The impact the partisans had on the Germans was huge. The damage done to military property, communication and supply lines was a major factor in the Germans inability to sustain its war effort in the east. The impact the partisans had on morale is probably impossible to calculate.

“So far we have managed to reach Minsk. Our motor column had to make six stops owing to damaged bridges and four times we were stopped by enemy rifle and machine-gun fire. The stop between Slinim and Baranovichi was particularly long for we were ordered to repair a big bridge there, which had been destroyed by the guerillas about two hours before our arrival. We hardly made 20 kilometres when we ran into heavy fire which was fearful indeed and this went on until we got out of the forest. As a result four men were killed and three were wounded in our vehicle. After Minsk, our column split up and we went different ways. We proceeded on foot. We did not stop fighting these invisible men until we got to the front. In the proximity of Berezino we fought a real battle with them. As a result our company lost 40 men.”Corporal Gran, German 445th Infantry Regiment

The brutality handed out to each other if caught knew no limits. However, this did not stop young people wanting to join the partisans. New recruits needed to have their loyalty tested first. To start with any new recruit was not allowed a weapon. He or she did menial jobs around a partisan group’s base. if at any stage, they were thought to be disloyal, they were shot as was their family. The family home would also be burned to the ground. Such brutality sent a very clear warning out to those who might have been bought off by the Germans.

After the start of the German retreat after the Battle of Stalingrad, the Germans went straight into the stronghold of the partisans. Attacked by the Red Army in the rear and partisans in front of them, the German Army had a fearful time during its retreat. The Germans attempted to take on the partisans especially in the Bryansk Forest. Up to 60,000 German soldiers were sent into the forest to seek and destroy partisan strongholds. Their mission was a failure. But this was a classic example of the partisans sucking away from the main battlefield, troops who could have been doing their duty elsewhere.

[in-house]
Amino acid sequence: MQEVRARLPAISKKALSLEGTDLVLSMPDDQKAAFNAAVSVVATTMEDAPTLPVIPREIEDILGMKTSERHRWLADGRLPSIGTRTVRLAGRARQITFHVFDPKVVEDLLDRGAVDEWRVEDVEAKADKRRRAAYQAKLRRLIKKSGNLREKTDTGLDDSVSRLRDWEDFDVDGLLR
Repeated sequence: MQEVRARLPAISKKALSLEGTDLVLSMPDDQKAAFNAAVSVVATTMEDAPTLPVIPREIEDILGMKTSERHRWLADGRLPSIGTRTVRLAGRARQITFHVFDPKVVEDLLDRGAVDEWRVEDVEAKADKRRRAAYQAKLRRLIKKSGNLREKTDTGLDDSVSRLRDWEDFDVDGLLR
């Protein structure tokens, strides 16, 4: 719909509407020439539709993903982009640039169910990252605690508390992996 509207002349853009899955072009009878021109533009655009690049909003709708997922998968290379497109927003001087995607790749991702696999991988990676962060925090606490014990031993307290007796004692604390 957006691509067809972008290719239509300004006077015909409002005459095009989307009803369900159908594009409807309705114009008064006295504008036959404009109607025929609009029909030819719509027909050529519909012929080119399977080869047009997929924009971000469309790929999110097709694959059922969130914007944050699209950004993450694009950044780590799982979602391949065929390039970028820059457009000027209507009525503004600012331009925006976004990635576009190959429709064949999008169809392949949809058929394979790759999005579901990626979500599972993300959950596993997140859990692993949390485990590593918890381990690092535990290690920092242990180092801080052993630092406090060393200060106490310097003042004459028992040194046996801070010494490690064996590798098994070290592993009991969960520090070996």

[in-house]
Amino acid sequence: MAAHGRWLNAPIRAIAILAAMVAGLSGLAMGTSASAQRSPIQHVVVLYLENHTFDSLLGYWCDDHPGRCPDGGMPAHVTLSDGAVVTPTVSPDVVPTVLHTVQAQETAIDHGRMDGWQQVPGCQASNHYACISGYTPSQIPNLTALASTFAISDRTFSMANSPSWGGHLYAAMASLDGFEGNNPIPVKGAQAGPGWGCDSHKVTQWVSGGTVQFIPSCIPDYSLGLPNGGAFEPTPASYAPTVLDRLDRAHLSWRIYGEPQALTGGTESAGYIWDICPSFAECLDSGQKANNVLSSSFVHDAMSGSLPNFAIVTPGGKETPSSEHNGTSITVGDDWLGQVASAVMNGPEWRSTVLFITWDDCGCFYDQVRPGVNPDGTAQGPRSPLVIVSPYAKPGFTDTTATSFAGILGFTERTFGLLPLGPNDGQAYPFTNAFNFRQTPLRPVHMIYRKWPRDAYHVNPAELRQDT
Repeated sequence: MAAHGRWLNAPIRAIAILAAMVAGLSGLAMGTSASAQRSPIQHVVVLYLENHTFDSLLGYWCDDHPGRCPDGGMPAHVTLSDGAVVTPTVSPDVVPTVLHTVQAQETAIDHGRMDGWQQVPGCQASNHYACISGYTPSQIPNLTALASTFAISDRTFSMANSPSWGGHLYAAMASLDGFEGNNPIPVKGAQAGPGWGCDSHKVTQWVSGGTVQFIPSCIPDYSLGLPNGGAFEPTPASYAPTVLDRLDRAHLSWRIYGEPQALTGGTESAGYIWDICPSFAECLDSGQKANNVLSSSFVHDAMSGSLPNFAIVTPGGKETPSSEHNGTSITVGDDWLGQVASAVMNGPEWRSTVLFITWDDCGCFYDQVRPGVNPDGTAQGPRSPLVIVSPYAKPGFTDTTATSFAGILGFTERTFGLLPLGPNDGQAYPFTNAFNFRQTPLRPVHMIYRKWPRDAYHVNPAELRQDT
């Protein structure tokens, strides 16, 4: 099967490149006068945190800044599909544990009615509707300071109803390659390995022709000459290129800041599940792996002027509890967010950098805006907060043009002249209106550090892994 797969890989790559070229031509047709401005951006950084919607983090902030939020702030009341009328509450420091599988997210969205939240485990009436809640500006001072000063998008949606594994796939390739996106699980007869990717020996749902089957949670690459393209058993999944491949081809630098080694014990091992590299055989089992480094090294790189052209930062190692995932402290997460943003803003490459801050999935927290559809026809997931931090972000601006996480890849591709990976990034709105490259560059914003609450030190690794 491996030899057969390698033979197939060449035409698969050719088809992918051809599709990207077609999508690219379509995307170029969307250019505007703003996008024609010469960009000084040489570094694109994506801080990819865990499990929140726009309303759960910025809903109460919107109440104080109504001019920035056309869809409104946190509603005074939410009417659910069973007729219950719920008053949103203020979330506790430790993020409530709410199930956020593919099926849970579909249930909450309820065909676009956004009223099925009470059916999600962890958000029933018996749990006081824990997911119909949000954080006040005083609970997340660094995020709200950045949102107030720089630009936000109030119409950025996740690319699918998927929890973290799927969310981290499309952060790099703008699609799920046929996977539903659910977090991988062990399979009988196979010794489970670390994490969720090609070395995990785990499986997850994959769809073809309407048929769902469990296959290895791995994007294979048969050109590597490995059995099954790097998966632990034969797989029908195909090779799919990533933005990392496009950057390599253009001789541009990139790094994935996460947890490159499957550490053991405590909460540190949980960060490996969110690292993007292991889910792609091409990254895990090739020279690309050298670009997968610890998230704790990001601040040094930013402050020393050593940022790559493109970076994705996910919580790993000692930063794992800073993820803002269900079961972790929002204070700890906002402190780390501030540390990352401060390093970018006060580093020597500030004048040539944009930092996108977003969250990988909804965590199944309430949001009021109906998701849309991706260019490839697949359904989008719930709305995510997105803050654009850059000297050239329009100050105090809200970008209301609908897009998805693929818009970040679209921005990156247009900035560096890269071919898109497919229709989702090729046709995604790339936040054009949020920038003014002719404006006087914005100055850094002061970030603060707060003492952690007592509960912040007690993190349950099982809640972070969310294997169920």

As parts of western Russia were cleared of their German occupiers, the partisans dealt with those who they believed had collaborated with the Germans and had remained unpunished up to that point. Any woman who had given birth to a child fathered by a German was arrested and handed over to the secret police. Few of these women ever returned to their towns/villages.

In July 1943, the Central Staff announced its ‘rail war’. The partisans were ordered to all but destroy the rail network of western Russia. Between February 1943 and July 1943, there was a three-fold increase in attacks on railways – 1,460 attacks in July alone, averaging just under 50 attacks a day. Forty-four bridges carrying rail lines were destroyed as were 298 locomotives. Such targets were vital if Germany was to be strangled of supplies and the ability to move any supplies around. Hence why the Central Staff ordered that whatever was left should be destroyed.

Any figures associated with the partisan movement in Russia have to be treated with caution as commanders in the field often greatly exaggerated their successes in an effort to please Moscow. However, the Central Staff that controlled partisan activity stated that in just two years, the partisans in Belorussia had killed 300,000 German soldiers, attacked rail lines 3000 times, destroyed 3,263 bridges, 1,191 tanks, 4,097 lorries and 895 store rooms.

“We entered a gloomy wilderness in our tanks. There wasn’t a single man anywhere. Everywhere the forests and marshes are haunted by the ghosts of the avengers. They would attack us unexpectedly, as if rising from under the earth. They cut us up to disappear like devils into the nether regions. The avengers pursue us everywhere. You are never safe from them. Damnation. I never experienced anything like it anywhere in the war. I cannot fight the spectres of the forest.”Friedrich Buschele, killed by Byelorussian partisans.